Hen na SIM appears to be a global SIM sticker package for overseas use that is bundled and sold by H.I.S. Mobile along with an iOS “app” that customers download not from the Apple App Store but from the H.I.S. site. H.I.S. sidesteps Japanese regulations with the Overseas use only label and seems to be sidestepping Apple rules as well by misusing enterprise iOS app distribution.
H.I.S. is a Japanese discount travel company with a less than stellar reputation. I used them 10 years ago and knew some people who worked there. The water cooler stories were vicious “black company” yakuza stuff. A normal person didn’t last long in such a deranged corporate culture. I would never consider giving them my business again, or my iPhone.
It will be interesting to see if Apple pulls the H.I.S. developer enterprise account for rule violations.
Inbound travelers have different needs however and traveling offline most of the time isn’t an option if you need GPS, online maps with transit routing or want to find a great place for lunch on the run. The danger of iPhone running out of battery mid transit is a possibility when your attention is distracted while out and about living plug to plug. Run out of juice in the middle of a Apple Pay Suica transit and you will end up paying full fare in cash at the exit transit gate. Some blogs say that you can pay with a backup plastic Suica but the official JR East position is strictly cash only.
If you are doing it all on iPhone while visiting Japan a good battery case/bank is highly recommend. There are other strategies too, they all basically boil down to dividing trip duties between 2 devices.
Apple Watch: if you have Apple Watch Series 3 you can transfer your Suica card from iPhone to Apple Watch with the Watch app. Offloading Suica to Apple Watch allows you to keep Apple Watch in Airplane Mode for Suica transit and use iPhone online for maps and transit without dead battery worries. The only time Apple Pay Suica needs a network connection is when recharging Suica with an Apple Pay credit card.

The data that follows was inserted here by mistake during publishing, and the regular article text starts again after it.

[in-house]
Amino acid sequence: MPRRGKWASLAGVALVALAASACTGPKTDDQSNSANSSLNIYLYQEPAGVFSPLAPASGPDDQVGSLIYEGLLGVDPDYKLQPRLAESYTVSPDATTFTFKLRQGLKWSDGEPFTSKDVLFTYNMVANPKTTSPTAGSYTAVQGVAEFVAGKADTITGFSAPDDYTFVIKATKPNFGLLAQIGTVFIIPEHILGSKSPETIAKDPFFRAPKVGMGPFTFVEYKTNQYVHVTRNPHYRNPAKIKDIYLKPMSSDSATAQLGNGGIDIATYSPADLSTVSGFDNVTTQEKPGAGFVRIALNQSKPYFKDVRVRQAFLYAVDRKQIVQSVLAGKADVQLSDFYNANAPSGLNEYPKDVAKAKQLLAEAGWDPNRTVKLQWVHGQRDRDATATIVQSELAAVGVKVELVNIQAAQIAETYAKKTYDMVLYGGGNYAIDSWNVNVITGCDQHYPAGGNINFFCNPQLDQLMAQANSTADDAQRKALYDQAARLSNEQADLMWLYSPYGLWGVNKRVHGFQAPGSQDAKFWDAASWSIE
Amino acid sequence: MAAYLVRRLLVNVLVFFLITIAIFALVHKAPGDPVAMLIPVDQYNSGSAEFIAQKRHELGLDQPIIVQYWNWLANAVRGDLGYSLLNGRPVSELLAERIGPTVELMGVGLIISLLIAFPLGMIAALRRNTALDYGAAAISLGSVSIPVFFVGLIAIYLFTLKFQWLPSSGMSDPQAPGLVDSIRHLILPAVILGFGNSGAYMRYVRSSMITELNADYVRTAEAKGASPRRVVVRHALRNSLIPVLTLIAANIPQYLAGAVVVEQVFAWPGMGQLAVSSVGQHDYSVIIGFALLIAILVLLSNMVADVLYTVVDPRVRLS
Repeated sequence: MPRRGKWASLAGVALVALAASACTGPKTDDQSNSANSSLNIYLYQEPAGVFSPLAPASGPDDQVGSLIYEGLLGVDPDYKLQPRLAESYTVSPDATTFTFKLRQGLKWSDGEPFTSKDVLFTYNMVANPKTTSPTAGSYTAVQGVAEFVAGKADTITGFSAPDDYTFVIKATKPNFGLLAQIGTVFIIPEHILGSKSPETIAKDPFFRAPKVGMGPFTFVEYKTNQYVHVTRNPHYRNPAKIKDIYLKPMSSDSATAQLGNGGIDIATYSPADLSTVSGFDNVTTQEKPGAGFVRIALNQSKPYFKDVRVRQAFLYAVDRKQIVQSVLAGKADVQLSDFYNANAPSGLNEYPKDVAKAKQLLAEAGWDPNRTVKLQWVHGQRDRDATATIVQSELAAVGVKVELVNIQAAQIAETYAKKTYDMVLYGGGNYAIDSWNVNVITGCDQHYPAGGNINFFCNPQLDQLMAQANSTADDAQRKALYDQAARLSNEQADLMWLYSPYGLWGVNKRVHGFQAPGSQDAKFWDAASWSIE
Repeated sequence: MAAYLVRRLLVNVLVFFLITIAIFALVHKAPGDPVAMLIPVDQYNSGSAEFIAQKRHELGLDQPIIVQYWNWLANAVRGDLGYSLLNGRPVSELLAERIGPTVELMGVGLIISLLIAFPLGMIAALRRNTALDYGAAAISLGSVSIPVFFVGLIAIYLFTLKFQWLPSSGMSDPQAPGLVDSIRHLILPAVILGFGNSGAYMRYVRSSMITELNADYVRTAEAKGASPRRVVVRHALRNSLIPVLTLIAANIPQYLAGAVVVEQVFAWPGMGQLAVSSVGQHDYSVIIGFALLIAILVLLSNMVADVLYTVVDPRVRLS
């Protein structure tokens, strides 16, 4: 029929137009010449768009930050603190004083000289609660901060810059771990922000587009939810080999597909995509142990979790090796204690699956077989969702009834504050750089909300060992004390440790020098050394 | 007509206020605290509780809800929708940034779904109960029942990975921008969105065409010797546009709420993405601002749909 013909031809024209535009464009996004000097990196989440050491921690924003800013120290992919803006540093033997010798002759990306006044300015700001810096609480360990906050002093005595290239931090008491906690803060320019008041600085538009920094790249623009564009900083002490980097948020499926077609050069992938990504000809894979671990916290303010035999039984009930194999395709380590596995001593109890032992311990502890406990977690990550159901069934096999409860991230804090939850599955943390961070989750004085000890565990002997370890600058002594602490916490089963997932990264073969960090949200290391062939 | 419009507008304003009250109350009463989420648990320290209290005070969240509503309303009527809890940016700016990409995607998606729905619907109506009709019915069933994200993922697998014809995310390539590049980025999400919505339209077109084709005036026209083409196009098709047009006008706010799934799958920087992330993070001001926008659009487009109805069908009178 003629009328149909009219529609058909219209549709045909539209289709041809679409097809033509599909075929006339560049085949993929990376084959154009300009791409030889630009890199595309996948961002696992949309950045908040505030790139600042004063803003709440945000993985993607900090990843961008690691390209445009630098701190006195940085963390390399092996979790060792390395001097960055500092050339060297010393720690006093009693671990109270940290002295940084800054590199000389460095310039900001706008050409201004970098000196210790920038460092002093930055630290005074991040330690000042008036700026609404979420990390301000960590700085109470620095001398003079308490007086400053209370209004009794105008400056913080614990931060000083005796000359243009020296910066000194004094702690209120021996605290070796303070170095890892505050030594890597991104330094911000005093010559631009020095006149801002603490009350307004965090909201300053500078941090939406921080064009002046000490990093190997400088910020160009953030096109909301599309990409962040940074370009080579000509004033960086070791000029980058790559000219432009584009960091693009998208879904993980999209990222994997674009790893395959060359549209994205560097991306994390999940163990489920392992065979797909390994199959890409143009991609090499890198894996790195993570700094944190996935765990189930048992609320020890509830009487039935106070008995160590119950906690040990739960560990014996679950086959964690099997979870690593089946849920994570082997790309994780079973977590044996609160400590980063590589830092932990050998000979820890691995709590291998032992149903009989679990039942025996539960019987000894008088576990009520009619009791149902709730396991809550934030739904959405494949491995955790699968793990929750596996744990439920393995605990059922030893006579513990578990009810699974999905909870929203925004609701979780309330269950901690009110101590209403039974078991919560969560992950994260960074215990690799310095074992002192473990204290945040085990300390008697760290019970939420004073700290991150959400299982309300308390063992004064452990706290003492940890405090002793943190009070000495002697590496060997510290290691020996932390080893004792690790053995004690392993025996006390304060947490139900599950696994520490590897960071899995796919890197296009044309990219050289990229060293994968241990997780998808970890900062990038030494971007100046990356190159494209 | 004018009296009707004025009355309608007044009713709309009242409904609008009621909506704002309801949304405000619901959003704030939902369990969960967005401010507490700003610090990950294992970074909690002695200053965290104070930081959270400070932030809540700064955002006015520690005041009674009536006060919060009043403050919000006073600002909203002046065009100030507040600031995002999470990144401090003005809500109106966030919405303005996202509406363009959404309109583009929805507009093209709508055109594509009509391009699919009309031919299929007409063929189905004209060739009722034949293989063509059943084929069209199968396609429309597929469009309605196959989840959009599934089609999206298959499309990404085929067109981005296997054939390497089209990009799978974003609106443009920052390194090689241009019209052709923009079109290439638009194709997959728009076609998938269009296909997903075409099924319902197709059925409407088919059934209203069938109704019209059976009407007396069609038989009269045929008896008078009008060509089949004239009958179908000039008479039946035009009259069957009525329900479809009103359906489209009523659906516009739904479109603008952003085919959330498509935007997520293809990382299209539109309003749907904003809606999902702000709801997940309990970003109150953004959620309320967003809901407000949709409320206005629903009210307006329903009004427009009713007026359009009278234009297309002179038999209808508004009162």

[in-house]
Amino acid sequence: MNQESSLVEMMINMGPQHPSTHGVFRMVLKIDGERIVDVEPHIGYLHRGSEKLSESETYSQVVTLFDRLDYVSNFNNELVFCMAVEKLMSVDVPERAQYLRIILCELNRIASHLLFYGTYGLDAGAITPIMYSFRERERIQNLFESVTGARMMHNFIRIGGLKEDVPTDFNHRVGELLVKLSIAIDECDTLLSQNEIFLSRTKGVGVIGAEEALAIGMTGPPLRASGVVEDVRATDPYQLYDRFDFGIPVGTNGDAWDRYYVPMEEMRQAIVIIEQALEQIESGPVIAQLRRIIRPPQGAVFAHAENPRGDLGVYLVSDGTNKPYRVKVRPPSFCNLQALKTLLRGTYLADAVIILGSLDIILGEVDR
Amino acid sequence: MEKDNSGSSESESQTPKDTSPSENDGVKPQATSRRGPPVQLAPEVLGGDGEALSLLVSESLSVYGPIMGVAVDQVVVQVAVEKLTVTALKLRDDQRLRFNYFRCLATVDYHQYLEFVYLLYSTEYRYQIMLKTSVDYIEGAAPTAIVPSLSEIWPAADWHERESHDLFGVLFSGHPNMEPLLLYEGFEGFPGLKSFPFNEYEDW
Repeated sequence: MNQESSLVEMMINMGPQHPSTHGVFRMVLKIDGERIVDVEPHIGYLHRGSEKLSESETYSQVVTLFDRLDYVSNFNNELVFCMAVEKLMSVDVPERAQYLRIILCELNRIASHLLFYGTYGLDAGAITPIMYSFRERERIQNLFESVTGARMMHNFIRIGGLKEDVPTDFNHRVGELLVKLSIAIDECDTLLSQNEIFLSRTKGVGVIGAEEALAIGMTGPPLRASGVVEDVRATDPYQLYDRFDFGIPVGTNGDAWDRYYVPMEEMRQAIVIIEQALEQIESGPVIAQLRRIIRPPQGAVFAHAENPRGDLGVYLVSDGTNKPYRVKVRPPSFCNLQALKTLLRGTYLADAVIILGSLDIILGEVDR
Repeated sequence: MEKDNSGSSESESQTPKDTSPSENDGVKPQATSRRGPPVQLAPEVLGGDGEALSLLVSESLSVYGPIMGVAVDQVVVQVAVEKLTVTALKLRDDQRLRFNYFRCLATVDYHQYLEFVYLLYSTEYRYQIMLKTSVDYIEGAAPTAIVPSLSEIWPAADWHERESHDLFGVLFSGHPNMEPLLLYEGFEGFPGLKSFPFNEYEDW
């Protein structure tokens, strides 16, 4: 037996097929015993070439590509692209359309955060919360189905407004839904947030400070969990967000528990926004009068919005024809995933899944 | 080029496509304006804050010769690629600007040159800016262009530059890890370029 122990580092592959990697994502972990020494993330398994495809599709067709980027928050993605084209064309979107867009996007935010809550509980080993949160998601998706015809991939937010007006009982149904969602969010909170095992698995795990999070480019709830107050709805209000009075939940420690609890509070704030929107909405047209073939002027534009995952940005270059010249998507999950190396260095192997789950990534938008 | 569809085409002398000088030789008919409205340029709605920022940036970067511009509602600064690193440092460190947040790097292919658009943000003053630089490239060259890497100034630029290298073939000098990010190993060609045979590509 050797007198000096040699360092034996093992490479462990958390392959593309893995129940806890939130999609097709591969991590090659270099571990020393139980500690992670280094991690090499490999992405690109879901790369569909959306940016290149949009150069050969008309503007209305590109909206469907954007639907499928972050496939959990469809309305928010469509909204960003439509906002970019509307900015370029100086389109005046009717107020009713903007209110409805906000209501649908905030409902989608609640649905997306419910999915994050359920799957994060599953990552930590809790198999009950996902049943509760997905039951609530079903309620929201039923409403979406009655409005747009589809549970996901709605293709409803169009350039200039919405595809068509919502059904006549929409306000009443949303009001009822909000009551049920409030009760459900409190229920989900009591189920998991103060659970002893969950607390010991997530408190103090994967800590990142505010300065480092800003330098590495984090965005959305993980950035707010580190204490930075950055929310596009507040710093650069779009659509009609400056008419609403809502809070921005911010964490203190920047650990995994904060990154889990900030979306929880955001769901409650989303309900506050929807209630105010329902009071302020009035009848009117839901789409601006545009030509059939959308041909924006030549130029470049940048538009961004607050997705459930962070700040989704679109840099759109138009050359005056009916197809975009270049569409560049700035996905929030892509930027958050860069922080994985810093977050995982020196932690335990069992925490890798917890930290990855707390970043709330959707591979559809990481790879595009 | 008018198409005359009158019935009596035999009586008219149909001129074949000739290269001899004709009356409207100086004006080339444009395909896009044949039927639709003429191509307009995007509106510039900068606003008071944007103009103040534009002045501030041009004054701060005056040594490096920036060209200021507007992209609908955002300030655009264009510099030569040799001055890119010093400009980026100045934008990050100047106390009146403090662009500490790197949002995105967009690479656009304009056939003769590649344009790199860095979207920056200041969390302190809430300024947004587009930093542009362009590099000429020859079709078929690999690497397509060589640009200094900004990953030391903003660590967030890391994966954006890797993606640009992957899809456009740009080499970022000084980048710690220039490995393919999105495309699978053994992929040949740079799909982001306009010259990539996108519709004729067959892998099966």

iPad: if you have a cellular model iPad buy a data travel SIM in Japan and use iPad as your main GPS map and transit tool on the road. If you have a Apple SIM iPad you can also buy a data plan on the go. It might not be the cheapest option but Apple SIM is convenient.
Any Android device will also make a good offload roaming device freeing up iPhone for Apple Pay Suica use while maximizing battery life. And remember if you do run into the 10% battery life warning mid transit, don’t panic. Simply turn the Apple Pay Suica device off, and turn it back on when you reach your destination transit gate.
I think a lot of people, myself included, have been somewhat unhappy with our Macs and iPads. The Mac does not feel like it’s where it needs to be, and that’s why so many people were upset with the 2016 MacBook Pro models. The problem is that Intel has not been where it needs to be, and might not get to where it needs to go. X86 is a truck. It can do mobile, but will never be mobile like the Apple A-series chip.
The iPad was not where it needed to be either but that’s all changed now with the new ‘WWDC’ iPad Pro models, especially the 10.5 inch, iOS 11 and the A10X chip. I have read many 10.5-inch iPad Pro reviews the past few days, to me the best one is The Brooks Review. Ben Brooks’s analysis feels just right, John Gruber’s review roundup is a runner up. Both of them quote Federico Viticci’s review (iPad Pro with Smart Cover/Smart Keyboard fits inside the new leather sleeve, nice catch).
Brooks sums it up nicely:
I suspect that people won’t only be moving to iPad from Macs, but people who have long used only their iPhones (though they likely have a laptop somewhere) will look at these changes and decide there’s now a compelling reason to grab an iPad. To talk about using iPads.